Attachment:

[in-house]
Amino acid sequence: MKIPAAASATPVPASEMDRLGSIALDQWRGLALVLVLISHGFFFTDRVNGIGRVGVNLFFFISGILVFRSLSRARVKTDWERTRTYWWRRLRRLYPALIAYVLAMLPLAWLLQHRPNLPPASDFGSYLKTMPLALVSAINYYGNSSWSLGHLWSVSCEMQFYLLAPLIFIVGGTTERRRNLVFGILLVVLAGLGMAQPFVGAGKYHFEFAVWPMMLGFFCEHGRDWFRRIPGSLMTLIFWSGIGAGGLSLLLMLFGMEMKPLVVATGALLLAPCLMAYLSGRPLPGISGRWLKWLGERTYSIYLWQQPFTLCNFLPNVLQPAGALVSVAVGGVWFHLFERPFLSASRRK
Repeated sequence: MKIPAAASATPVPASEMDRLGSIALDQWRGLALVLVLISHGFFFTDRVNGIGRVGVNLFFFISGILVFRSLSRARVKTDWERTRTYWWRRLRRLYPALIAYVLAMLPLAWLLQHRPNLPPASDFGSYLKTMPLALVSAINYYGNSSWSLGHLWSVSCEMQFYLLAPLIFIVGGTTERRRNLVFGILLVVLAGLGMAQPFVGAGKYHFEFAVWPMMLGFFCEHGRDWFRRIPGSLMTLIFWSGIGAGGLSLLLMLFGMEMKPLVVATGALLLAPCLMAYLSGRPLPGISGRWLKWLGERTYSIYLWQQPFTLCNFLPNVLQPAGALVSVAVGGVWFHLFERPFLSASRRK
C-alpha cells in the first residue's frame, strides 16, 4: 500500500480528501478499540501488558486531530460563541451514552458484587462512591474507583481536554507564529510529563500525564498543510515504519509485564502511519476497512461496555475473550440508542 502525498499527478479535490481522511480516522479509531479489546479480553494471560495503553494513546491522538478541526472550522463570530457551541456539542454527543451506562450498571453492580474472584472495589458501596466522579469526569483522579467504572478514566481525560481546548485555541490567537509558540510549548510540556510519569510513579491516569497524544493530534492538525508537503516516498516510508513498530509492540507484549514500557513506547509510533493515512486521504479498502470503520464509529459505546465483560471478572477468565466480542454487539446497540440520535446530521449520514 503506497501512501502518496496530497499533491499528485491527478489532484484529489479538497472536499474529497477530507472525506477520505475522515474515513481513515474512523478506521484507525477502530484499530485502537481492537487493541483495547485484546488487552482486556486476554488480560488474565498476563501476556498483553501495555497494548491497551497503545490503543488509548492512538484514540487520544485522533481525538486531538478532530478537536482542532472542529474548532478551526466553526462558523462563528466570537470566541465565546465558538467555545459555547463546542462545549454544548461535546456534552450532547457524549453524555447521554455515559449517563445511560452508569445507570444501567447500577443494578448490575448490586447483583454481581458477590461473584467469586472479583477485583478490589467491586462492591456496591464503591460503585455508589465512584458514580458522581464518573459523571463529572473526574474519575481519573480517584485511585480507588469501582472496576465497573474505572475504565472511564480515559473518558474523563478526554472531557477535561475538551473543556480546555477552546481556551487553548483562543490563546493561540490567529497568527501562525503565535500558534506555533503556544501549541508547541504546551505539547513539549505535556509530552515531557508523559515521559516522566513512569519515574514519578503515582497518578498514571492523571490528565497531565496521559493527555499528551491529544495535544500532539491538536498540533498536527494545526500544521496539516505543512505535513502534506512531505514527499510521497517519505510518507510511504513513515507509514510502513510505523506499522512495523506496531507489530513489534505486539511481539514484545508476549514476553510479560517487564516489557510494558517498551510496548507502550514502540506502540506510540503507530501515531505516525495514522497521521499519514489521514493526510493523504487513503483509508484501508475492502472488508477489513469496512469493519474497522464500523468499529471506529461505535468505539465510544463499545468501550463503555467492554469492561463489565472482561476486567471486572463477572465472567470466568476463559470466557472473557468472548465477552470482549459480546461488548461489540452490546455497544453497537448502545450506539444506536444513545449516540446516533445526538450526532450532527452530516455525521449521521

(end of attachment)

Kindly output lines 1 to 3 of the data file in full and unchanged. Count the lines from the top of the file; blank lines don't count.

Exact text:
[in-house]
Amino acid sequence: MKIPAAASATPVPASEMDRLGSIALDQWRGLALVLVLISHGFFFTDRVNGIGRVGVNLFFFISGILVFRSLSRARVKTDWERTRTYWWRRLRRLYPALIAYVLAMLPLAWLLQHRPNLPPASDFGSYLKTMPLALVSAINYYGNSSWSLGHLWSVSCEMQFYLLAPLIFIVGGTTERRRNLVFGILLVVLAGLGMAQPFVGAGKYHFEFAVWPMMLGFFCEHGRDWFRRIPGSLMTLIFWSGIGAGGLSLLLMLFGMEMKPLVVATGALLLAPCLMAYLSGRPLPGISGRWLKWLGERTYSIYLWQQPFTLCNFLPNVLQPAGALVSVAVGGVWFHLFERPFLSASRRK
Repeated sequence: MKIPAAASATPVPASEMDRLGSIALDQWRGLALVLVLISHGFFFTDRVNGIGRVGVNLFFFISGILVFRSLSRARVKTDWERTRTYWWRRLRRLYPALIAYVLAMLPLAWLLQHRPNLPPASDFGSYLKTMPLALVSAINYYGNSSWSLGHLWSVSCEMQFYLLAPLIFIVGGTTERRRNLVFGILLVVLAGLGMAQPFVGAGKYHFEFAVWPMMLGFFCEHGRDWFRRIPGSLMTLIFWSGIGAGGLSLLLMLFGMEMKPLVVATGALLLAPCLMAYLSGRPLPGISGRWLKWLGERTYSIYLWQQPFTLCNFLPNVLQPAGALVSVAVGGVWFHLFERPFLSASRRK